Aesthetic Dermatology Update

Tribulus terrestris


A member of the Zygophyllaceae family, Tribulus terrestris, also known as Gokshura, Gokharu, or puncture vine, is an annual herb; its aerial parts, roots, and fruits have been used in traditional medicine for anti-inflammatory, diuretic, tonic, antimicrobial, and aphrodisiac purposes for thousands of years in China, India, Pakistan, and Sudan.1-3 In modern times, the health benefits of T. terrestris have been attributed to the constituent saponins, flavonoids, alkaloids, lignins, amides, and glycosides that have been isolated and found as bioactive compounds in the plant.2-4

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In an ethnobotanical survey of medicinal plants used in Nepal that was conducted in 2010 and 2011, Singh et al. found that T. terrestris was one of the 66 plant species important in the region. They also reported that it is one of the threatened species requiring conservation efforts.5 Although T. terrestris has long had a reputation for aphrodisiac qualities, critical reviews of the literature have undermined this historical reputation.1,6 Nevertheless, the botanical agent is used most often to treat infertility and loss of libido.4 More germane to the dermatologic realm, T. terrestris is thought to exhibit antioxidant, anticarcinogenic, and immunomodulatory potential, among other health benefits.4

Skin lightening activity

In a study published in 2002, Deng et al. evaluated the effects of a decoction of T. terrestris on tyrosinase activity and melanogenesis on cultured human melanocytes. They found that the amount of melanin increased when the decoction was administered in higher concentrations (optimally 1.5 mg/mL) but the effects were reversed at lower concentrations (0.5 mg/mL). Similarly, tyrosinase activity was facilitated by high concentrations of the decoction (optimally 100 mg/mL) and hindered at low concentrations (10 mg/mL). The investigators concluded that T. terrestris showed intriguing potential for use as a skin lightening agent that warranted further study.7

A mouse study performed by Yang et al. in 2006 revealed that T. terrestris extract administered orally to C57BL/6J mice resulted in a significantly higher expression of melanocyte-stimulating hormone in the hair follicles of treated mice (75%), compared with that in the control group (18.75%). The researchers concluded that T. terrestris galvanizes tyrosinase activity and fosters melanocyte increase, melanin production, and the epidermal movement of dormant melanocytes.8

Anticancer activity

Kumar et al. showed in 2006 that the aqueous extracts of T. terrestris roots and fruits displayed chemopreventive activity in male Swiss albino mice. Specifically, oral administration of T. terrestris before, during, and after papillomagenesis induced by 7, 12-Dimethylbenz(a)anthracene (DMBA) resulted in significant decreases in tumor incidence, tumor burden, and cumulative number of papillomas, as well as a significant increase in average latent period as compared with the control group treated with DMBA and croton oil.9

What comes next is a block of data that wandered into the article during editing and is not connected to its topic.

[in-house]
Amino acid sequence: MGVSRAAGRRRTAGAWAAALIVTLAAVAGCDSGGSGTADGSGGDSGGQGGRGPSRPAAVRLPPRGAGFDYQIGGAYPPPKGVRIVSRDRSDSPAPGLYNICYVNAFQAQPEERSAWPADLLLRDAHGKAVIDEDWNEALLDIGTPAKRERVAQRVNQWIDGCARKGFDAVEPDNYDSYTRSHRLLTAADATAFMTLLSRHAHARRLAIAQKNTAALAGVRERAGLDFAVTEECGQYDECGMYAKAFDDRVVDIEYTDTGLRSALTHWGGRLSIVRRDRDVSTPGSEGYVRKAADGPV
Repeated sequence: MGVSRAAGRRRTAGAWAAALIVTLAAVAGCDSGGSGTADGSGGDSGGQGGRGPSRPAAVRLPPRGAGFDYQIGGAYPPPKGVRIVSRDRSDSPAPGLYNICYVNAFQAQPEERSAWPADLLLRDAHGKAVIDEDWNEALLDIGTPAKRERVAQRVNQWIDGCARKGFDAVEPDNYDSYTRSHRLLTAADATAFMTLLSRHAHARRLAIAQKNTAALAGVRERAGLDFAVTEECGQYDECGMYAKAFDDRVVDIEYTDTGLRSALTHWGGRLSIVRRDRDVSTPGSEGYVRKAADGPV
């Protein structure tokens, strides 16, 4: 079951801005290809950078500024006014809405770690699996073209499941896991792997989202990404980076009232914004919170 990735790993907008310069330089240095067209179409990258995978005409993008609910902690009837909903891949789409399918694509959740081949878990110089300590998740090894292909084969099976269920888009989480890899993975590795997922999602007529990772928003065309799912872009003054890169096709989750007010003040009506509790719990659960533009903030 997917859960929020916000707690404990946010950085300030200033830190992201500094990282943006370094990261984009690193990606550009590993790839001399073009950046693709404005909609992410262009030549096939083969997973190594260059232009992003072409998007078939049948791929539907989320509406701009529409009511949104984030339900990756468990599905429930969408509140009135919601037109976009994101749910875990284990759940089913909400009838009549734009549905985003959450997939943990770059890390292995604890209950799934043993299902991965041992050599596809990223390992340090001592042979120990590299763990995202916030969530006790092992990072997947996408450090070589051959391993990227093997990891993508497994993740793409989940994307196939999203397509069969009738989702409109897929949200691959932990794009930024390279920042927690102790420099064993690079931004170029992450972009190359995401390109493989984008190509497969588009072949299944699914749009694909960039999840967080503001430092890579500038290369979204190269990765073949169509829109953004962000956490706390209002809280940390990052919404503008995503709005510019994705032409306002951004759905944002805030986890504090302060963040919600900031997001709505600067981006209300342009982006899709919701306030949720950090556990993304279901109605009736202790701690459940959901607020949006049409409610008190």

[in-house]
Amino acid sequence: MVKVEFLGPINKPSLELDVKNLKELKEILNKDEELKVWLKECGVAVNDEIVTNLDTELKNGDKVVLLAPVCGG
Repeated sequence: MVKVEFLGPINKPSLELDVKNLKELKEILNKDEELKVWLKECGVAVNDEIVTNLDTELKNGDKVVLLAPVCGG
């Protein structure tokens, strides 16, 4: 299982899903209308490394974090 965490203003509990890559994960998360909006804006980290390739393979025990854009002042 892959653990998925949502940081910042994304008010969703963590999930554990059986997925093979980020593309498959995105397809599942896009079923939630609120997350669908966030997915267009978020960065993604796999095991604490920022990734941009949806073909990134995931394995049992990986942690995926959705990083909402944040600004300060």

The next year, Neychev et al. published a study on the effects of T. terrestris–derived saponins on normal human skin fibroblasts with a focus on anticancer activities. The researchers noted that the botanical engendered a dose-dependent reduction in [3H]-thymidine incorporation into the DNA of treated fibroblasts, which was not the case for untreated controls. This and several other metrics suggested that T. terrestris poses much less toxicity to normal human skin fibroblasts than multiple previously explored cancer lines by virtue of the up-regulation and down-regulation of polyamine homeostasis, hampering proliferation, and apoptosis induction.10

Dr. Leslie S. Baumann, a dermatologist, researcher, author, and entrepreneur who practices in Miami.

Dr. Leslie S. Baumann

In 2012, Sisto et al. investigated the effects of T. terrestris–derived saponins on apoptosis in normal human keratinocytes exposed to UVB, as well as their antitumoral activity. They found that the saponins blunted UVB-induced apoptosis in normal human keratinocytes and did not render malignant keratinocytes more resistant to UVB in squamous cell carcinomas. The investigators concluded that their findings suggest a preventive capacity of T. terrestris against UVB-induced damage and carcinogenesis.11

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